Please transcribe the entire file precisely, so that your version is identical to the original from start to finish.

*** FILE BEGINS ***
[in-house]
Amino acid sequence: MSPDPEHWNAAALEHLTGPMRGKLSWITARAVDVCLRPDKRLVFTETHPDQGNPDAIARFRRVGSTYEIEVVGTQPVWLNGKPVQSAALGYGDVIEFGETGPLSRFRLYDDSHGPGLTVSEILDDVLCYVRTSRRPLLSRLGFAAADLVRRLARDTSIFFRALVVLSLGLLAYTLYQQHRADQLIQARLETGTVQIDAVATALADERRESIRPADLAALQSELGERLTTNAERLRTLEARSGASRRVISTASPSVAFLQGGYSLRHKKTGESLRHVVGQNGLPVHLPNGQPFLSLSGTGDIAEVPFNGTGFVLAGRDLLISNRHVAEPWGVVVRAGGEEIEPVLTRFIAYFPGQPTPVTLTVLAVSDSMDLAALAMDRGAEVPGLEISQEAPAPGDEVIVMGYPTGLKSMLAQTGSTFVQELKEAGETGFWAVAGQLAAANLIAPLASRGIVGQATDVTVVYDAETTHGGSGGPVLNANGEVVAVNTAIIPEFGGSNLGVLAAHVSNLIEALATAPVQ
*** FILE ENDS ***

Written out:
[in-house]
Amino acid sequence: MSPDPEHWNAAALEHLTGPMRGKLSWITARAVDVCLRPDKRLVFTETHPDQGNPDAIARFRRVGSTYEIEVVGTQPVWLNGKPVQSAALGYGDVIEFGETGPLSRFRLYDDSHGPGLTVSEILDDVLCYVRTSRRPLLSRLGFAAADLVRRLARDTSIFFRALVVLSLGLLAYTLYQQHRADQLIQARLETGTVQIDAVATALADERRESIRPADLAALQSELGERLTTNAERLRTLEARSGASRRVISTASPSVAFLQGGYSLRHKKTGESLRHVVGQNGLPVHLPNGQPFLSLSGTGDIAEVPFNGTGFVLAGRDLLISNRHVAEPWGVVVRAGGEEIEPVLTRFIAYFPGQPTPVTLTVLAVSDSMDLAALAMDRGAEVPGLEISQEAPAPGDEVIVMGYPTGLKSMLAQTGSTFVQELKEAGETGFWAVAGQLAAANLIAPLASRGIVGQATDVTVVYDAETTHGGSGGPVLNANGEVVAVNTAIIPEFGGSNLGVLAAHVSNLIEALATAPVQ